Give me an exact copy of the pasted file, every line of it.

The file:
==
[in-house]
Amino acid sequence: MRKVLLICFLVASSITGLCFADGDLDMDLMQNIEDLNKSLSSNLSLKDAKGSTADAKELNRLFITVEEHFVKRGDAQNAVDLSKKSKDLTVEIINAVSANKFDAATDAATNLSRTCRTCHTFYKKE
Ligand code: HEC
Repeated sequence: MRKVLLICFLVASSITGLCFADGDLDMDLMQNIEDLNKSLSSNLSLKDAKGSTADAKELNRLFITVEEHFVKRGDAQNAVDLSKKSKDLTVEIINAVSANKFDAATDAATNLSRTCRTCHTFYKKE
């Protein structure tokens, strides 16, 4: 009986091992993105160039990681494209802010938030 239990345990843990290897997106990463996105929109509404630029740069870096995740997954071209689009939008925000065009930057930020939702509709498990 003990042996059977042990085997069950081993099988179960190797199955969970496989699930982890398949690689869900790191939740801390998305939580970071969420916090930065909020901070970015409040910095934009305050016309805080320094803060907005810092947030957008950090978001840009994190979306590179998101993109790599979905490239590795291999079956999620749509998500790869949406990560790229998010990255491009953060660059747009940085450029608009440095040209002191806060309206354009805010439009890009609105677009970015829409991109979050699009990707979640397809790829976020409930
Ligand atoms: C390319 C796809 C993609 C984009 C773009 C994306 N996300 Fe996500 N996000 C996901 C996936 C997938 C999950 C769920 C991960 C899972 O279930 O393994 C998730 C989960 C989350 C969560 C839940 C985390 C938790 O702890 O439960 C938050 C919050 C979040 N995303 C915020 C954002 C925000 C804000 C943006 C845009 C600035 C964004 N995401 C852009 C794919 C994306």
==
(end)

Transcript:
[in-house]
Amino acid sequence: MRKVLLICFLVASSITGLCFADGDLDMDLMQNIEDLNKSLSSNLSLKDAKGSTADAKELNRLFITVEEHFVKRGDAQNAVDLSKKSKDLTVEIINAVSANKFDAATDAATNLSRTCRTCHTFYKKE
Ligand code: HEC
Repeated sequence: MRKVLLICFLVASSITGLCFADGDLDMDLMQNIEDLNKSLSSNLSLKDAKGSTADAKELNRLFITVEEHFVKRGDAQNAVDLSKKSKDLTVEIINAVSANKFDAATDAATNLSRTCRTCHTFYKKE
């Protein structure tokens, strides 16, 4: 009986091992993105160039990681494209802010938030 239990345990843990290897997106990463996105929109509404630029740069870096995740997954071209689009939008925000065009930057930020939702509709498990 003990042996059977042990085997069950081993099988179960190797199955969970496989699930982890398949690689869900790191939740801390998305939580970071969420916090930065909020901070970015409040910095934009305050016309805080320094803060907005810092947030957008950090978001840009994190979306590179998101993109790599979905490239590795291999079956999620749509998500790869949406990560790229998010990255491009953060660059747009940085450029608009440095040209002191806060309206354009805010439009890009609105677009970015829409991109979050699009990707979640397809790829976020409930
Ligand atoms: C390319 C796809 C993609 C984009 C773009 C994306 N996300 Fe996500 N996000 C996901 C996936 C997938 C999950 C769920 C991960 C899972 O279930 O393994 C998730 C989960 C989350 C969560 C839940 C985390 C938790 O702890 O439960 C938050 C919050 C979040 N995303 C915020 C954002 C925000 C804000 C943006 C845009 C600035 C964004 N995401 C852009 C794919 C994306």